Beer was first introduced to Japan in the 18th century by Dutch traders, who presented beer as a gift to the shogunate.
(A pretty great gift—in our humble opinion.)
It wasn't until the 19th century when foreign proprietors began to commercialize beer in Japan. William Copeland, a Norwegian-American brewer, established The Spring Valley Brewery (SVB) in 1869.¹ At the time, SVB brewed and sold beer to expats and Japanese elite in the Yokohama area.
The Japanese beer industry began to flourish as breweries of all sizes emerged across the country. However, this rapid growth was short-lived. The government introduced an alcohol tax, which consequently drove smaller breweries out of business. (R.I.P. to those early pioneers.) This tax also spurred consolidation within the beer industry in Japan. As a result, four big brewers emerge and dominate the domestic beer scene. These four brewers continue to dominate the Japanese beer industry to this day.
At the beginning of Meiji era, the Japanese government established various businesses in Hokkaido as part of a wider effort to colonize Hokkaido. One of these businesses was the Kaitakushi Brewery. This brewery leveraged Hokkaido's abundant natural resources to produce beer.
Established in 1876, Kaitakushi Brewery shipped their first batch of Sapporo beer to Tokyo in the following year. The ship making the trek down from Hokkaido bore the iconic star mark of Sapporo.
Once privatized in 1887, Kaitakushi Brewery was renamed Sapporo Bakushu.
Nihon Bakushu Brewery was established in 1887. Two years later, they built a brewery in Meguro-ku, Mita (currently the site of Ebisu Gardenplace) with financial support from Mitsui.
Like other brewers at the time, Nihon Bakushu enlisted a German brewer to brew and release Ebisu Beer in 1890. Ebisu Beer won the hearts of customers in Tokyo and eventually went on to win international acclaim.
In 1901, Nihon Bakushu decided to build a station to ship beer. Just five years later, this station would later be remodeled for passenger transport—Ebisu Station. The train station later adopted the Ebisu commercial jingle as its station song.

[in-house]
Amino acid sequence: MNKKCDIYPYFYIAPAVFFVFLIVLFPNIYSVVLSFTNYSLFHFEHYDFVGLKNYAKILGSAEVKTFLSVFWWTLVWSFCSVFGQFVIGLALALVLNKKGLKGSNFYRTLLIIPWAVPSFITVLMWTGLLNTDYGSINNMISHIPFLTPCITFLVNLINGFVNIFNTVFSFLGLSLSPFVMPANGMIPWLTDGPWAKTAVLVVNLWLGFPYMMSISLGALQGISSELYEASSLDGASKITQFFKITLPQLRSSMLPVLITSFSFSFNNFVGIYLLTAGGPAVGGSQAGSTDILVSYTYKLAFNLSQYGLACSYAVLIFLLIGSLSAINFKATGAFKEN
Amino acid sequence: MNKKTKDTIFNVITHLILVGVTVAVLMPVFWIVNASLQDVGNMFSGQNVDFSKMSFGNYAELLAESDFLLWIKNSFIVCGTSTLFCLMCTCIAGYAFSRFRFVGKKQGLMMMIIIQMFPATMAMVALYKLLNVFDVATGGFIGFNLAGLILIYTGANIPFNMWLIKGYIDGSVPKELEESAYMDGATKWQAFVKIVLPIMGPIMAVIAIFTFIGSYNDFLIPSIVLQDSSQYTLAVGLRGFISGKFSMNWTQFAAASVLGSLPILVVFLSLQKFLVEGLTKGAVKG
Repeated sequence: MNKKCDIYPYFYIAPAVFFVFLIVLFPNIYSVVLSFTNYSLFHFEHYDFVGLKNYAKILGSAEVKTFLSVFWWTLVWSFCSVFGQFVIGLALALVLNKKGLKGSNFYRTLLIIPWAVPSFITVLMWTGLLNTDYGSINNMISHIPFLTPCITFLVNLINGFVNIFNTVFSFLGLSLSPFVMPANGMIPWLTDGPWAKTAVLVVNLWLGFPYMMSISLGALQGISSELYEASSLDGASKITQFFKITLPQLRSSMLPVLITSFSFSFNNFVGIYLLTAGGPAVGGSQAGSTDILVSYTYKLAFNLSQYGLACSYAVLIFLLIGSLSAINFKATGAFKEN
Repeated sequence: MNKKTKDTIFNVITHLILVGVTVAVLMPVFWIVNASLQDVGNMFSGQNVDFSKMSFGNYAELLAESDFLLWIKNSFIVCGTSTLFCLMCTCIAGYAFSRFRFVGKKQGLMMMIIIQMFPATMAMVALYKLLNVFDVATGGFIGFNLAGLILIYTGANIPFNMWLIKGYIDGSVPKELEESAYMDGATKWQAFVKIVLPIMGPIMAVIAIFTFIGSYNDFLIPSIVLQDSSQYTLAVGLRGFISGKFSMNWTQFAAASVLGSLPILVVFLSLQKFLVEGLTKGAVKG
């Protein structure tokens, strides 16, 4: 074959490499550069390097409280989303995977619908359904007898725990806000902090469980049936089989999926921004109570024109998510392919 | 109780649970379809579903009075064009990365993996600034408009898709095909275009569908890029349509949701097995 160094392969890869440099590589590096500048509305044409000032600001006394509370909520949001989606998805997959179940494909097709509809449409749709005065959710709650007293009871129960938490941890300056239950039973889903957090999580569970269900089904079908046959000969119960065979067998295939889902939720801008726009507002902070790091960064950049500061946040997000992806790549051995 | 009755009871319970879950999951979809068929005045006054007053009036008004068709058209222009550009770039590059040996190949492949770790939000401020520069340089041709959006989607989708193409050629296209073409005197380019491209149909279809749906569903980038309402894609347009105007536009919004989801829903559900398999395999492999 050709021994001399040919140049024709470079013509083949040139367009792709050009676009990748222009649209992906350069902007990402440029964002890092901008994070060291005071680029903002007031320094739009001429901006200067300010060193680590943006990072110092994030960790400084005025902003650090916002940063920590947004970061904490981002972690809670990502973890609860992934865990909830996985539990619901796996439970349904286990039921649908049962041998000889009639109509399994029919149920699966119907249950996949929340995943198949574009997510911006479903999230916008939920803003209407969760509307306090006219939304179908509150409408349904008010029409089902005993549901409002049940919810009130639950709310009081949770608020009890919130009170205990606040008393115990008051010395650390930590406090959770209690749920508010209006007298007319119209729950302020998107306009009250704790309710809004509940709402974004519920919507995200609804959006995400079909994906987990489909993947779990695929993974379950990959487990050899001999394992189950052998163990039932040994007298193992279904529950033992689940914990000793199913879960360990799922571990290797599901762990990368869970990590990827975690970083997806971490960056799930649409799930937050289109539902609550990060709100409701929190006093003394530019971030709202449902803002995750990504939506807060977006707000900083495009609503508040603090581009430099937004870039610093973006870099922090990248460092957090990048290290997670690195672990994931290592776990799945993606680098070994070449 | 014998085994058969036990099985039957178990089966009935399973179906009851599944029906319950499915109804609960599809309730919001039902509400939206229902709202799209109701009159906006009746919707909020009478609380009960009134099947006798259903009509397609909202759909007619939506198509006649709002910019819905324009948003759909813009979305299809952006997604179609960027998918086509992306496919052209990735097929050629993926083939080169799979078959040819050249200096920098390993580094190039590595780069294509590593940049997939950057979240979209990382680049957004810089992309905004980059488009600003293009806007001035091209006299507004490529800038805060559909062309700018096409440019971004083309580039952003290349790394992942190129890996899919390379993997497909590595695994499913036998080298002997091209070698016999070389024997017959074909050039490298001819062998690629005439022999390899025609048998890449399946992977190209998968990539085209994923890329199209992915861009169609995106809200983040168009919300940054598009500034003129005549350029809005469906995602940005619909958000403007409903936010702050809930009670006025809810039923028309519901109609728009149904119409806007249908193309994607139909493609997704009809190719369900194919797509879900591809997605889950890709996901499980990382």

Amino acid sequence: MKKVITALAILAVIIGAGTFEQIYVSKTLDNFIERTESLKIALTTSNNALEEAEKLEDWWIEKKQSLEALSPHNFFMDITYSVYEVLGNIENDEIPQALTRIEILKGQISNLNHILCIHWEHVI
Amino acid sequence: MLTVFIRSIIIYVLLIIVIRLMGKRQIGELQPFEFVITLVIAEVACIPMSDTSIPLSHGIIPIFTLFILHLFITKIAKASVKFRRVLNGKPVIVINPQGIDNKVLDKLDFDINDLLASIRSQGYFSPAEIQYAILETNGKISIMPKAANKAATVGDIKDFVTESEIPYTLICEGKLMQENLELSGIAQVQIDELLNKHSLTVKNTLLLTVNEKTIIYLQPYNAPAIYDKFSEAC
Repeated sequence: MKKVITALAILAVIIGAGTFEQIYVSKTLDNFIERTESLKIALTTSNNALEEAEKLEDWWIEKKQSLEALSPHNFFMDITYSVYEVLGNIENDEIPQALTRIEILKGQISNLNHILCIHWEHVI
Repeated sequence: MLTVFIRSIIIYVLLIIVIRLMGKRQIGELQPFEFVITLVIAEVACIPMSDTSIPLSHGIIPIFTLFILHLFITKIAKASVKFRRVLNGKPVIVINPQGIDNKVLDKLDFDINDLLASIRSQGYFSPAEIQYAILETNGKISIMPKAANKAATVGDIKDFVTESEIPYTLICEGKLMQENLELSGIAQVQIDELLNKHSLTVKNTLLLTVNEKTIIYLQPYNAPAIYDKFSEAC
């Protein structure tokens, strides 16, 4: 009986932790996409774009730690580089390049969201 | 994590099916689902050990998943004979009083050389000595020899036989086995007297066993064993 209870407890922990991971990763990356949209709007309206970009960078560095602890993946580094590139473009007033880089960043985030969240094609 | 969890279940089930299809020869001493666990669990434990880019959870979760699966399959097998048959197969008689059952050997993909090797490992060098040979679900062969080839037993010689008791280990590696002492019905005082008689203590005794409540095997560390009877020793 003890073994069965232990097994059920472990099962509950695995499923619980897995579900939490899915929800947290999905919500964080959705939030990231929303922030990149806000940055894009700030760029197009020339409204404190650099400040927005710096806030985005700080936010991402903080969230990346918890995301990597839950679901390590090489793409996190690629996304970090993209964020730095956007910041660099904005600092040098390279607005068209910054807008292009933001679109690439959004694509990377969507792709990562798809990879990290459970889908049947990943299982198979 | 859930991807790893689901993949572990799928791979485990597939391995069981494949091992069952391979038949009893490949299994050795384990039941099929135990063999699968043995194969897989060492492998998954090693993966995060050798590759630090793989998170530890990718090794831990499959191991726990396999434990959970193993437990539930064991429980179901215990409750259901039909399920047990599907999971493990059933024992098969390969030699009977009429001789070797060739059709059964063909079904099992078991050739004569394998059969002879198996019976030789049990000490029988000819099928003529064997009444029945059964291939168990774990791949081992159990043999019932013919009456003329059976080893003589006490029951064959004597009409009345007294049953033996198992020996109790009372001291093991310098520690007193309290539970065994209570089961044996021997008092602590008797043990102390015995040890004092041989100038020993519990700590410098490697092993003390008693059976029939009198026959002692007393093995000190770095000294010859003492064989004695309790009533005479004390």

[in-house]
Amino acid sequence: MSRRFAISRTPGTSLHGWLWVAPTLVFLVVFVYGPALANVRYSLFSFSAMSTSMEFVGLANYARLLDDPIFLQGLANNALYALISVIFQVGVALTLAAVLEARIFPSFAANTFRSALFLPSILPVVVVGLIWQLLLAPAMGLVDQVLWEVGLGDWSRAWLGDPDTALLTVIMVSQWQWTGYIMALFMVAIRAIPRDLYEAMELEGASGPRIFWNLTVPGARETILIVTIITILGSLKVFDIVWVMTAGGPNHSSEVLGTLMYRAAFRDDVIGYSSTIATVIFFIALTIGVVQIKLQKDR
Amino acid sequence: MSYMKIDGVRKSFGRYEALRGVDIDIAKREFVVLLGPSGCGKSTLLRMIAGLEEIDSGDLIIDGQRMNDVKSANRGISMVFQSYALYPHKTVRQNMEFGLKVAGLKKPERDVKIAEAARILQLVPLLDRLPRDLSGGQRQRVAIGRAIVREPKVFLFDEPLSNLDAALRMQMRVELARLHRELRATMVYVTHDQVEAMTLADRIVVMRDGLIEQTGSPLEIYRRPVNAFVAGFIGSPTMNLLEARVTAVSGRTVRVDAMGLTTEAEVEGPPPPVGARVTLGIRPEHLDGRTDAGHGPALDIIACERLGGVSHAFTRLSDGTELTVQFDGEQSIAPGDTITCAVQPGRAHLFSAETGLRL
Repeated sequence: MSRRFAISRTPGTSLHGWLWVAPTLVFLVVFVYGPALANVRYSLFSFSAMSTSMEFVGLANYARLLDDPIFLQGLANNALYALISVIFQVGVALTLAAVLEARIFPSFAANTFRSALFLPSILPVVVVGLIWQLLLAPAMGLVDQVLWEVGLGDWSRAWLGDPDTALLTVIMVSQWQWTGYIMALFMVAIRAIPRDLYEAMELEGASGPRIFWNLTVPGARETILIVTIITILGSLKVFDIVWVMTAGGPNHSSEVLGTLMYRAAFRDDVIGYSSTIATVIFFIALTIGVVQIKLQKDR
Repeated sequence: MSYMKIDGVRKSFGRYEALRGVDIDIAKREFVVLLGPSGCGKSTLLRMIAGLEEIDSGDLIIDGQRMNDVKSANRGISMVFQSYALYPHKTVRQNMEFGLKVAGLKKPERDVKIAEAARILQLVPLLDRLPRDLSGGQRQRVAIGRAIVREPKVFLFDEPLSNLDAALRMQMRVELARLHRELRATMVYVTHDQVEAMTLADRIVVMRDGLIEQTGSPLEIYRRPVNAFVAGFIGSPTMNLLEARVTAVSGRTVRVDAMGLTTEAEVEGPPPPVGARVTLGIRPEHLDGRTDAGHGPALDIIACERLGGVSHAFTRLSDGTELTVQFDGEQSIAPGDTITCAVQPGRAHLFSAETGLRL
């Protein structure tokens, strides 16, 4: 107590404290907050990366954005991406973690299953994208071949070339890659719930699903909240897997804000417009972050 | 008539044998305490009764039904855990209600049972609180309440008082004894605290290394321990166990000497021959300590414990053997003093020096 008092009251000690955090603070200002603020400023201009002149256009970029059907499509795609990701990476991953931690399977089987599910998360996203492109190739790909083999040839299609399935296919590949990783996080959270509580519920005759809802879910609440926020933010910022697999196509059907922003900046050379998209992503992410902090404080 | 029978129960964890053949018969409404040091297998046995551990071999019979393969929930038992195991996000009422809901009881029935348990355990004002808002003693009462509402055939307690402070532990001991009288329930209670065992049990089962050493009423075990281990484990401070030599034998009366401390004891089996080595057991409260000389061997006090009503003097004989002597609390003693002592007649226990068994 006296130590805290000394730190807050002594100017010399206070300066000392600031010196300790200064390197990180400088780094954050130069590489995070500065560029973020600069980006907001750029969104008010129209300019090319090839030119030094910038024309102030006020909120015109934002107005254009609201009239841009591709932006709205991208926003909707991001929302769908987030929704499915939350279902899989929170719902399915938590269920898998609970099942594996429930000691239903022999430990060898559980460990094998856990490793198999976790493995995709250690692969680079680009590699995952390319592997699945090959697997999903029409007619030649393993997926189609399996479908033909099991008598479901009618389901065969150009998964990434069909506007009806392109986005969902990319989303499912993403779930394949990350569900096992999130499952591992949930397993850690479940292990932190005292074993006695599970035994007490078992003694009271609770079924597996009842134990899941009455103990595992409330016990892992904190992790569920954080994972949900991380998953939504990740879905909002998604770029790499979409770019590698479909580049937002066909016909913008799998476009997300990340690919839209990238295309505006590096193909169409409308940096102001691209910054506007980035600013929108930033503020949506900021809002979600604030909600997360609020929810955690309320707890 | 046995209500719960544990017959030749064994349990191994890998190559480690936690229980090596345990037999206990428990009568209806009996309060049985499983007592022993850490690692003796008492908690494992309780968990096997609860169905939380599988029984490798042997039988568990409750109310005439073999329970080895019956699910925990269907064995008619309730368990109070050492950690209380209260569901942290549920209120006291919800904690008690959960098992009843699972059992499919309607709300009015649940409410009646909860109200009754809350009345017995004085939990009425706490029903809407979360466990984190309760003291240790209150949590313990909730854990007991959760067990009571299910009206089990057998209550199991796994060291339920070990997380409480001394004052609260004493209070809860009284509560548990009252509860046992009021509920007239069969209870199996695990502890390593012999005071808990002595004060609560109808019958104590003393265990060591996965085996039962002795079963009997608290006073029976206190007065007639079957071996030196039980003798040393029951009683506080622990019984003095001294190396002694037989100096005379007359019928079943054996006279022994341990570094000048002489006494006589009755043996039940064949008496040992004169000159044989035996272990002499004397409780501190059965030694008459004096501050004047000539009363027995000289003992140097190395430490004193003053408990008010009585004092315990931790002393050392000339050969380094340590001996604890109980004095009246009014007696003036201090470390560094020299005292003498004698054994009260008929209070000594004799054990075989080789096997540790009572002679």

Osaka Bakushu was established in 1889 and built a modern brewery in Suita, Osaka in 1891. At the time, the leader of the brewing program at this brewery was Hiide Ikuta. Ikuta was the first Japanese to receive a brewmaster certification in Germany.
Asahi Beer was released in 1892 and quickly gained popularity.
SVB (mentioned above) eventually evolved into Kirin. A consortium of foreign investors purchased SVB in 1885, renaming it Japan Brewery and adding state-of-the-art brewing equipment and a head brewer from Germany.
In 1888, Japan Brewery released the eponymous “Kirin Beer,” which still maintains the German lager style and labeling.
Big Merger, then Deconsolidation
Three of these big brewers eventually merged to create Dai-Nippon Beer. As mentioned before, taxes—and well, competition—really affected the domestic brewery market in Japan. These circumstances contributed to the merge of Sapporo Bakushu, Nihon Bakushu, and Osaka Bakushu. At the time of the merger, Dai-Nippon Beer controlled almost 70% of market share.
Japan Brewery chose not to merge. The brewer was reestablished as a member of the Mitsubishi conglomerate and later renamed Kirin Beer.
As WWII came to a close and the U.S. occupation began, GHQ abolished monopolies in Japan. This of course affected Dai-Nippon, which was then separated into Nippon Beer and Asahi Beer.
While this rebalanced the industry to a certain extent, Nippon Beer, Asahi Beer and Kirin Beer would continue to dominate the industry to this day.
¹ Wikipedia, "William Copeland (brewer)"